Iron Powder Core Inductors:

The core of such kind of inductors is made up of a mixture of iron grains with an organic binder such as epoxy resin etc.

The epoxy insulation coating over the iron particles reduces the eddy current loss in the core. Since the size of the particles determines the eddy current flow in the core. Smaller the particle’s size, lesser the eddy current induced.

The air gap between the particles of the core is evenly distributed which decreases the magnetic permeability of the core. Therefore the saturation current of this core is relatively very high.

Iron Powdered Core Inductor

But as we know iron cores are highly susceptible to core losses at high frequency. Thus, they are used for frequency below 100 KHz. Due to their higher saturation current, they are used in high power application mostly in chokes such as storage chokes, dimmer chokes, filter chokes, etc.

The iron powder is very cheap which makes such kind of core design much cost efficient if the size does no matter.

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Ceramic Core Inductors:

Ceramic is a non-magnetic material just like air. Ceramic cores are used to provide a shape for the coil & a structure for its terminals to sit upon. As it is a non-magnetic material, it has low magnetic permeability & low inductance. But it provides a reduction in the core losses. It is mostly available in SMD packaging & is used in applications where low core losses, High Q & low inductance are required.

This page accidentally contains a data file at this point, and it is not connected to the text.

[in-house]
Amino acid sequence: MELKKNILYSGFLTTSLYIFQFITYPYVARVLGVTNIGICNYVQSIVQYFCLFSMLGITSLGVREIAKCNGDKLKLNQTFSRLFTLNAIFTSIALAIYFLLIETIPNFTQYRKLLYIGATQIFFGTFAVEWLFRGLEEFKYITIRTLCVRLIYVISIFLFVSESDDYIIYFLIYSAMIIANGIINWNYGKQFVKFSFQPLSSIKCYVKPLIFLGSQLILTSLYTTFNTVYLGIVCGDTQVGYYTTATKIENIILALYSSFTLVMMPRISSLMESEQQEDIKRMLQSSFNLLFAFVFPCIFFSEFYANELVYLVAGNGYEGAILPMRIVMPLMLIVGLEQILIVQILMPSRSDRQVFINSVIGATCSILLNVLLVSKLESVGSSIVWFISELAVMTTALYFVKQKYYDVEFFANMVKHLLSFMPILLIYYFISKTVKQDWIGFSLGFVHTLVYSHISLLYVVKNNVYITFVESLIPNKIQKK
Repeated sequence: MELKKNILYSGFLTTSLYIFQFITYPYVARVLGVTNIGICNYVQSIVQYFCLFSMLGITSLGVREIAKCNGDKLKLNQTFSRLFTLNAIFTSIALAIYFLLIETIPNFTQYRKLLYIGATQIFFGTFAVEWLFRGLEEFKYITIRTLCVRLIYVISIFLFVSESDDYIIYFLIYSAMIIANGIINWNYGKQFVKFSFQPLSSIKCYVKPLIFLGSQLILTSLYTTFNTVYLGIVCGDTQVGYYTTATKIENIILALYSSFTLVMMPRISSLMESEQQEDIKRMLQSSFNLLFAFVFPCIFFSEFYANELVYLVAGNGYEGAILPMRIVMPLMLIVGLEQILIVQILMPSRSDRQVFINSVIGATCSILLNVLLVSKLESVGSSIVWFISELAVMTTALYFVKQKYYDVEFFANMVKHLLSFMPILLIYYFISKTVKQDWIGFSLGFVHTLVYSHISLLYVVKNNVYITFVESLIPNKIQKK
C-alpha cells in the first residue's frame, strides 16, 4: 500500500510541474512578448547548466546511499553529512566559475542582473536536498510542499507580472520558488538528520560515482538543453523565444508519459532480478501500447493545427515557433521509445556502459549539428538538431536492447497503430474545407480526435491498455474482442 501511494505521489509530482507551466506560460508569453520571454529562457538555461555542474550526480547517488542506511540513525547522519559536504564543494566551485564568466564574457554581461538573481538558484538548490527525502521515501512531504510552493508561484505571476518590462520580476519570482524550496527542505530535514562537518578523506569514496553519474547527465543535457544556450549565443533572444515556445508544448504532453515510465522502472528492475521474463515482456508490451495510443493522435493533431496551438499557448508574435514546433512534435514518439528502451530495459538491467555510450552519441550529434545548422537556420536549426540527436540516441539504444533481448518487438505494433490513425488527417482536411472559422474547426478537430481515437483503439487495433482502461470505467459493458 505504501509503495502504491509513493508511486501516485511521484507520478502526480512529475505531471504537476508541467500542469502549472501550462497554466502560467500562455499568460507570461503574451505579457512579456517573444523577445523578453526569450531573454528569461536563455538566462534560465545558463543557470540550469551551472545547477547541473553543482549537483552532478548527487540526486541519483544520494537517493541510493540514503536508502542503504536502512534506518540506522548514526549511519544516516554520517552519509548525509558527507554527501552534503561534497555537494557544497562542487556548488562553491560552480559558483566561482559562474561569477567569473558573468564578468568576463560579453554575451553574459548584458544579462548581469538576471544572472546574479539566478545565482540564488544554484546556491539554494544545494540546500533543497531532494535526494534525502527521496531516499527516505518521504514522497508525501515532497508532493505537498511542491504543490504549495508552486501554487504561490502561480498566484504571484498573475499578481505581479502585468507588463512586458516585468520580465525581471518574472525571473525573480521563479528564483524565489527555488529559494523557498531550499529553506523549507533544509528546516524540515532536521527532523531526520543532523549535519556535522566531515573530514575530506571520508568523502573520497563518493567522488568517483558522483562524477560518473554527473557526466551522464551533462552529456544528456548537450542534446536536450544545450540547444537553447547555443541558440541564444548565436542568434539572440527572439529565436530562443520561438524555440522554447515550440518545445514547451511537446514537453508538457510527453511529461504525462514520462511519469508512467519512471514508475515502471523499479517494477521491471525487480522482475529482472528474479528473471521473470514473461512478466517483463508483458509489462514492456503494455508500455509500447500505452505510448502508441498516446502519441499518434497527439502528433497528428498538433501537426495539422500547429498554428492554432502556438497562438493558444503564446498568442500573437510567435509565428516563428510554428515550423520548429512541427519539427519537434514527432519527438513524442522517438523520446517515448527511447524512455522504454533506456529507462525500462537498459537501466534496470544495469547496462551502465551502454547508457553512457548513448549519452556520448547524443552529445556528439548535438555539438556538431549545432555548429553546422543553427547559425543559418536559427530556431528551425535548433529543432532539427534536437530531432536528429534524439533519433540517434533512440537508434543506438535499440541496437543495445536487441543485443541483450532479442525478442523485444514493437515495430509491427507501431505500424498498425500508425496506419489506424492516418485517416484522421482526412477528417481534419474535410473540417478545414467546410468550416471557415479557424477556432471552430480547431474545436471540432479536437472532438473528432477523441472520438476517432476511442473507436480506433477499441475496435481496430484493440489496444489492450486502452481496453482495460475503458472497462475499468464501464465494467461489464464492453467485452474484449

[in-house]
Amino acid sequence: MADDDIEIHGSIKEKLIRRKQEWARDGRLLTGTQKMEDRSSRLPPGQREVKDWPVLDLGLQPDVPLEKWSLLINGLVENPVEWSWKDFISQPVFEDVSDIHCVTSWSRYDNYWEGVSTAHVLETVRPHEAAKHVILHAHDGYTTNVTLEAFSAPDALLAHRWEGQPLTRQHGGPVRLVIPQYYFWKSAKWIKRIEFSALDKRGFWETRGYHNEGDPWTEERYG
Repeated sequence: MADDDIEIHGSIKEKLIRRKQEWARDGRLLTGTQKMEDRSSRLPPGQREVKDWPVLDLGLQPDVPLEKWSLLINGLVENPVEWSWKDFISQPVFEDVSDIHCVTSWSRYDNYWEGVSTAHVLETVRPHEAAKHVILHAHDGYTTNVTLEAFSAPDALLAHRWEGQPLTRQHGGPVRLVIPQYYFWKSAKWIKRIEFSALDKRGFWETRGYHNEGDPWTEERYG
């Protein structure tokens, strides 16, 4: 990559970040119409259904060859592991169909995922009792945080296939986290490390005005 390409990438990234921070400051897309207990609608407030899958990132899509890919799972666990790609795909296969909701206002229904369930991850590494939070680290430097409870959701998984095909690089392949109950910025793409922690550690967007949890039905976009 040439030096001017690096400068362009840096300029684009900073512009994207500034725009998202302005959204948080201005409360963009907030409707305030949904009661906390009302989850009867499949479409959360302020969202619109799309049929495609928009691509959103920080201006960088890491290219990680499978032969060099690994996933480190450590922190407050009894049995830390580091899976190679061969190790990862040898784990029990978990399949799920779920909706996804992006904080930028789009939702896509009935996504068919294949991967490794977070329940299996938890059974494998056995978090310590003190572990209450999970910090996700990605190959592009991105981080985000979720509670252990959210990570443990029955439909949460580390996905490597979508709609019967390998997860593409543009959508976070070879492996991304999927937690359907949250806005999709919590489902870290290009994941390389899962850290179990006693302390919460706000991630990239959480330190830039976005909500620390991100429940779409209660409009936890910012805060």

Ceramic Core Inductor

Laminated Steel Core Inductor

In such type of inductors, the core is laminated which means that it is made up of a bunch of thin sheets placed on top of each other in a tight form. The sheets are coated with insulation to increase its electrical resistance & prevent eddy current flow between them. Therefore the eddy current loss in laminated core inductors decreases significantly. They are used in high power applications.

Laminated Steel Core Inductor

Based On Core Design

The geometry of the core also plays a role in the inductor’s performance. Some of these designs are given below:

Toroidal Core Inductor

As the name suggests these types of inductors have a toroidal core which is a circular ring or donut shape core. The core is made of ferromagnetic material.

The advantage of this circular core is that the magnetic field is contained within the core & there is very low magnetic flux leakage. Due to Low leakage flux, the magnetic field in the core is higher. This increases the inductance of toroidal core inductor & it is higher than rod or bar-shaped core inductors having the same material.

Toroidal Core Inductor

The other important aspect of the toroidal core is that the core emits less electromagnetic interference (EMI) in comparison to the other inductors. Which is why they are preferred in designing compact devices, where the components are very close to each other.

They are used in power supplies, control circuits, communication systems & medical devices, etc.

Drum/Bobbin Core Inductor:

This type of inductor is made of a bobbin-shaped core. It is a cylinder with two flat discs at each end. It is also known as drum core inductor.

The coil is wounded around the cylinder. The bobbin core does not provide a closed magnetic path instead the flux goes through the disc into the air gap & then enters the core through the second disc at the other end. It provides a large air gap for its magnetic field to store more energy. And therefore increases the saturation current of the inductor. This means that the inductor can withstand high peak currents without saturation but at the cost of electromagnetic interference (EMI) radiation.

Bobbin_Drum Core Inductor

There are two types of bobbin core inductor i.e. shielded & un-shielded.